If it hadn’t been for a bit of movement, we would have never seen the pair of coral gobies living inside a fortress of branches fashioning a soccer ball-sized mound of cauliflower coral. It would seem that a small, simple life, lived out in small, simple surroundings, would be simple, but like everything else in nature it’s delightfully not.
Time to say “Bye” to 2020 with some of our 2020 social media favorites. We certainly had plenty of time to sift through old files and dabble. I wish we had more to say about diving (sigh), though we did manage to slide in two trips – one to the Philippines before the pandemic lockdown, and a quick, socially distanced trip to West Palm for a few days in July. A friend recently commented that if we’re posting anything “on … Read more
At first glance, adorable little boxer crabs don’t look like kidnappers, but a closer look reveals incriminating evidence—living anemones grasped tightly in each claw. As it turns out the crabs, which spend the day hiding beneath rocks along shorelines in the Indo-Pacific, commandeer hostages for gathering food as well as protection. This novel form of symbiosis was labeled as kleptoparasitism—the theft of food—in a 2013 scientific paper. The authors studied the relationship using aquarium experimentations and observations. In an unexpected … Read more
An opportunistic Black Grouper steals the show at a Bahamas shark feeding dive by snapping up the chumsicle.
When I became a diver, worms were among the first reef creatures to attract my attention. More accurately, it was the exposed crowns of frilly gills of Christmas Tree Worms, Spirobranchus giganteus, that drew my eye—so colorful, so appealing, so utterly unwormlike, and to Anna’s and my unending irritation, gone in a flash whenever we swam too close. While the worms’ long segmented bodies remain tucked away safe and sound inside strong calcareous tubes, their delicate crowns, vital for absorbing … Read more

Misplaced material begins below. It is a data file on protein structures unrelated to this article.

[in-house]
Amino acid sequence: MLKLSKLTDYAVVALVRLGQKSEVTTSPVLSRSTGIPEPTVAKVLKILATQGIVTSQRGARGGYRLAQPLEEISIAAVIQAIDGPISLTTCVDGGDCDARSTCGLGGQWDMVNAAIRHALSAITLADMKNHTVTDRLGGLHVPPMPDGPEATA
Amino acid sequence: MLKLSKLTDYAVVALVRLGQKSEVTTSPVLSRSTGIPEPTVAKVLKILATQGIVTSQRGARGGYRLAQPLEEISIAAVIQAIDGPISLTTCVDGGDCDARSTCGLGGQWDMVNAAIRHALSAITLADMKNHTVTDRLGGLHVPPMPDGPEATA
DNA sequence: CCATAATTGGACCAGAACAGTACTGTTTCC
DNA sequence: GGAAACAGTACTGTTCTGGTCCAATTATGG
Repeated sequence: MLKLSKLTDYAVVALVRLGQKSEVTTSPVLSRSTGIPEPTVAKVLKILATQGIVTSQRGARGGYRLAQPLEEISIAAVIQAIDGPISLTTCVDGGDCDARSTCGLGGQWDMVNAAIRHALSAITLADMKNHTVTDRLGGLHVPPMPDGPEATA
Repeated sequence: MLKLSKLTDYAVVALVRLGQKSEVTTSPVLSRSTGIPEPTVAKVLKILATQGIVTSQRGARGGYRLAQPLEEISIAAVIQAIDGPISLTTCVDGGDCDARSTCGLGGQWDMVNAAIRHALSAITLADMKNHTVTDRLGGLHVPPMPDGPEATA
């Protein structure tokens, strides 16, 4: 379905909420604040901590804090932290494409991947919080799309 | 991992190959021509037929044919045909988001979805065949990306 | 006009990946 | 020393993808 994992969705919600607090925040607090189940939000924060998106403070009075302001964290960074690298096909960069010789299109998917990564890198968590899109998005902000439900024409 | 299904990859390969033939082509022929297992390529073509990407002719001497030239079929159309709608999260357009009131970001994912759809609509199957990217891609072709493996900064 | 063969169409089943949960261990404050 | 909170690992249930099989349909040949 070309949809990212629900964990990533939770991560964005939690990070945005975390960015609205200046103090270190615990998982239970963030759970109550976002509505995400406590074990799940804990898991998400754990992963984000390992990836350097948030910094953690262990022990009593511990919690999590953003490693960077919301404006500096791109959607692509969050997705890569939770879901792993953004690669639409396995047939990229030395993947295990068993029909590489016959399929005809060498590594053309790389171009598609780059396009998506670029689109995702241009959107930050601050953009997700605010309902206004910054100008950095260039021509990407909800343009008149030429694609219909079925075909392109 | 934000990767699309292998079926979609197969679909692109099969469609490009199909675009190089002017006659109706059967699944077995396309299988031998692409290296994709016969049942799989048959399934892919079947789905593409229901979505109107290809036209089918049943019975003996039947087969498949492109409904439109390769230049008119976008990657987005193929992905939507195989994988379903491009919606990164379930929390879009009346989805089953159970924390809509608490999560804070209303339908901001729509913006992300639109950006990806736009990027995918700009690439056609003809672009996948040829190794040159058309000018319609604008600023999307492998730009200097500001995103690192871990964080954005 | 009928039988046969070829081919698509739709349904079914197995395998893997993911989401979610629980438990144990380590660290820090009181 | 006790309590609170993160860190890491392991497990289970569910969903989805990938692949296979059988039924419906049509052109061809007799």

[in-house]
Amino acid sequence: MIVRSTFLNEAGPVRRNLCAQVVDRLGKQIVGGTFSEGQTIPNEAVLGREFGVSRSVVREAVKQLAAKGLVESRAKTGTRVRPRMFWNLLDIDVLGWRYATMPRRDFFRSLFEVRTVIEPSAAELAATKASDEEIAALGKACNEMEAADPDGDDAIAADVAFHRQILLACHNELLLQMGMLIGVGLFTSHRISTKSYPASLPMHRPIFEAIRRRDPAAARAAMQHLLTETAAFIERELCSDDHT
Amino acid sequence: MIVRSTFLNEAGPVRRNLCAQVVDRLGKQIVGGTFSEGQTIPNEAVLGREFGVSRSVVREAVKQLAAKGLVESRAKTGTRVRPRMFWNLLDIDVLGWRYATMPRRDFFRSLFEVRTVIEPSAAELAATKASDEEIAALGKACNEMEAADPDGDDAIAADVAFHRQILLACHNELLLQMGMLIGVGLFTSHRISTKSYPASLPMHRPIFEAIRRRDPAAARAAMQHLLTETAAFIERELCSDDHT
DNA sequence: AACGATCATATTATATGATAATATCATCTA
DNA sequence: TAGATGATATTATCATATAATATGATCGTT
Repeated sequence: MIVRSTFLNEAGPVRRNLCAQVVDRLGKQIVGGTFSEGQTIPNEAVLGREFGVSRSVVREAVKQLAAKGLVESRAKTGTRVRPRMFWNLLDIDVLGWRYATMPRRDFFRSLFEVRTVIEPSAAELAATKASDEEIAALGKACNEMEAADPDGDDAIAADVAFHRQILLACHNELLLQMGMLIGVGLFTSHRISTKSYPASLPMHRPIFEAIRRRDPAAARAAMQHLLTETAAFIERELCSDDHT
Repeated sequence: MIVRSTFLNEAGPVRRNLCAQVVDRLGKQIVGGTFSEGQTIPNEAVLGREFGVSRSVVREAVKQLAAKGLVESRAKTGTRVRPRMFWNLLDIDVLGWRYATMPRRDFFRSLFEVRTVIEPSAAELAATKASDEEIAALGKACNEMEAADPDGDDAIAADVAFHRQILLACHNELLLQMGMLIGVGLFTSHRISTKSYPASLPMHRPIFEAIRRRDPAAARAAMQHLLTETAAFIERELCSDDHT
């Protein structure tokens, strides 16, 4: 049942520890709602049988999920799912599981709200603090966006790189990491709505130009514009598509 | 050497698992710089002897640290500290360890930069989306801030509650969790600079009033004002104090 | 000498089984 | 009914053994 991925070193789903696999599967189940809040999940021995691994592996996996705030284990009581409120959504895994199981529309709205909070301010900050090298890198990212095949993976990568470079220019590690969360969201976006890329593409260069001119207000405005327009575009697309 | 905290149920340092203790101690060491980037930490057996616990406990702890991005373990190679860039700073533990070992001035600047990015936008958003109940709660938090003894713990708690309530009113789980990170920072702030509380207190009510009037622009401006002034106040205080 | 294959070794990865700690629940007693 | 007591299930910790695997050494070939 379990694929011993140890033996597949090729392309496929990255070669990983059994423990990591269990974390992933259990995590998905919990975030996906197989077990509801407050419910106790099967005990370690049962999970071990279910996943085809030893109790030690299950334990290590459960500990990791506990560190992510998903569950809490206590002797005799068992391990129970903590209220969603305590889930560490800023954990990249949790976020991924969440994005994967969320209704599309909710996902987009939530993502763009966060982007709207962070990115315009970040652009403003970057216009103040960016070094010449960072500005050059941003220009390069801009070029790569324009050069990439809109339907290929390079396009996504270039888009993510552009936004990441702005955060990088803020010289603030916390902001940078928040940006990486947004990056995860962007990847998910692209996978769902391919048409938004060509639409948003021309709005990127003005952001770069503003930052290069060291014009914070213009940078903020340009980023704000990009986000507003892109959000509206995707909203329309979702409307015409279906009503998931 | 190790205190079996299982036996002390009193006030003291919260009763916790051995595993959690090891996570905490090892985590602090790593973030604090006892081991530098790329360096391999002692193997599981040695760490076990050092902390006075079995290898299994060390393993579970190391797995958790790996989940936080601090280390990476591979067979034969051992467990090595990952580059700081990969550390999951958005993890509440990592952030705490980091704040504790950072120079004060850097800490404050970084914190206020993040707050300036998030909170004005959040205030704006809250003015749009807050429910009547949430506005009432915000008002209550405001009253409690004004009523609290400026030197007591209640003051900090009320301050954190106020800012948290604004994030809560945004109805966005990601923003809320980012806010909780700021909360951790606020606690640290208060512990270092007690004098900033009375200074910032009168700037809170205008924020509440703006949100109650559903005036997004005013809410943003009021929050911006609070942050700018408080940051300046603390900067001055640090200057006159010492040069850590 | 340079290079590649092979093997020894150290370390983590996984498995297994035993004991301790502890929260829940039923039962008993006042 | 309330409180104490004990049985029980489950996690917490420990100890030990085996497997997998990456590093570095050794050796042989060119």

Note: Portions of this article were originally published in Asian Diver magazine 2006 and in Scuba Diving magazine 2008. While exploring the pumice plain of Lembeh Strait in northern Sulawesi, Indonesia, I watched a coconut roll down the steep sandy slope of Teluk Kembahu Bay. Even though much of the Strait’s mountainous terrain is fringed with copra plantations, and huskless shell halves commonly litter the seafloor, I had never seen an intact coconut underwater, much less one tumbling along the … Read more
One of our favorite suggestions for fish watchers in the Caribbean is to look for small one-to four-inch Slender Filefish, Monacanthus tuckeri, hiding out within gorgonian bushes, where they shelter from predators, feed, and even more delightful, sleep or rest at night by biting down on polyps for stability – especially helpful when the current runs. This behavior turns out to be a common family trait. In the Caribbean, we have also observed the Whitespotted Filefish, Cantherhines macrocerus, Orangespotted Filefish, … Read more
We have more than forty years of magazines stuffed into bookshelves and closets around our house. We scanning and adding them to the BlennyWatcher Publications page.
Following the lead of veteran blackwater photographers, we headed for Anilao, Philippines for seldom-seen larval fishes and invertebrates.
Fernando de Norohna isn’t necessarily easy to reach, but the endemic fishes and gorgeous scenery are worth the journey.